Maybe I'll want a butter mint or something when I'm 75. I do love butter mints.
|We build a model of his favorite grocery store, with cars in the parking lot. He plots mayhem as we build. It lasts about 38 second before being leveled. Hurricane Peabody. |
|He leaves for school. I have almost three hours to myself each weekday now.|
A certain bend in the path at the back of my neighborhood brings me to tears some days. The slanting sun, the water, the smell of wild tarragon or gracefully decaying wildflowers. Everything works together so perfectly.
Nature doesn't ever seem to strive or envy. It's vulnerable and raw, accepting of the truth about itself and living in this really rare honest community. Nature, teach me your ways. (If possible, I'd like to stay near the top of the food chain, please.)
|A little indulgence during my quiet hours.|
I cherish my alone time. (/understatement)
The kids continue to grow bigger and more mature every day, like kids do. I'm so proud of each of them, for so many different reasons.
Bean is a better person than I will ever be, I think, on the inside at least (I can fake some things well.) The kind of person who just wants to do the right thing without fanfare or praise. She bears very little resentment when doing the right thing doesn't reward her with anything. Her compass is already steered by something I haven't even discovered yet, and it makes me wonder and admire her. She also makes me laugh more and more every day - she has Al's sneaking, sharp wit. She's officially a tween now, and I'll admit that we have a moment of drama or two here and there. It makes me clench up my everything and pray my ever-loving guts out for the inadequacy I feel in handling this stuff (again), but so far, we're getting through one thing at a time, relatively unscathed. SO FAR.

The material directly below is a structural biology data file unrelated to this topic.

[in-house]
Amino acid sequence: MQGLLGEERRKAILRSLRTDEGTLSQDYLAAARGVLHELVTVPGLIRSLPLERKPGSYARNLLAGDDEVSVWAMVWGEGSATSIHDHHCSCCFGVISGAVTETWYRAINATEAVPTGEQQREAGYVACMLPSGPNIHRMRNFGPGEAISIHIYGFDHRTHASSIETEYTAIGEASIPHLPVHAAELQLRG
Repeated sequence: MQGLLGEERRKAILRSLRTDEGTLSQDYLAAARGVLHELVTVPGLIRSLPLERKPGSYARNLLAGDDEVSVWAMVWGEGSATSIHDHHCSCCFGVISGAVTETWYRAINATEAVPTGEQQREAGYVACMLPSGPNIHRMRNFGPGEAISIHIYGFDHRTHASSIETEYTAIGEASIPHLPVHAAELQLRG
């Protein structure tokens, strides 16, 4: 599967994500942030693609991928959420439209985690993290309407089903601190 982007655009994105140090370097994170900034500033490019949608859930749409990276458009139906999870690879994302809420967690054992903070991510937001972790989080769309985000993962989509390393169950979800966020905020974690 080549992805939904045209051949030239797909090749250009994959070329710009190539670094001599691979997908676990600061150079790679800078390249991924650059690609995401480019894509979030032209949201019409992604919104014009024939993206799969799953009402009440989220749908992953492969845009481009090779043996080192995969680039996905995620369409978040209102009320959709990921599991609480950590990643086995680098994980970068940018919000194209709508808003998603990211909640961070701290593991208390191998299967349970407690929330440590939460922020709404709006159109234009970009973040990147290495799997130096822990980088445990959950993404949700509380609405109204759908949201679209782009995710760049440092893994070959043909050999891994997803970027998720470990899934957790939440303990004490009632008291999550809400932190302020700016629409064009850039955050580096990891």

Peabody is much easier for me to understand but sigh over, because he's me. He makes me proud by overcoming what I know he's having to struggle against internally. When he breaks through something, he smiles sunshine and Christmas lights and fireworks -- the unmatched brilliance of triumph and confidence in a boy who could easily be crushed by his own fears. I vacillate between holding my breath and sighing these long, heaving relieved sighs, because his precious eyebrows and mouth express things that make me realize he's probably going to be okay. Watching him get on and off the bus makes all of my insides rise up about two feet in the air. If I could tap-dance, I'd be clickety- clacking all over my driveway two times a day. He's doing this thing.
|Clean laundry. Of course.|
I'm coming to the conclusion that when it comes right down to it, a life with less clutter makes me feel the kind of full I truly want to feel. I think the best things in a life are the things you end up wearing down to smooth familiarity because you handle them so much. Like the shiny wooden spoon that fits just right in your hand or the faded quilt, threadbare and heavy with 30 year old batting and history and smelling like Grandmama's closet. Or the same pile of towels I wash dry and fold twice a week each week and love it every time.
I want my family to be worn smooth and solid in the places I've touched and loved and cared for them well. I want them shiny and fortified - sturdied up with our good history. I believe that's what will see them through, in the end.
|Breakfast for dinner.|
Yep. That's what I believe.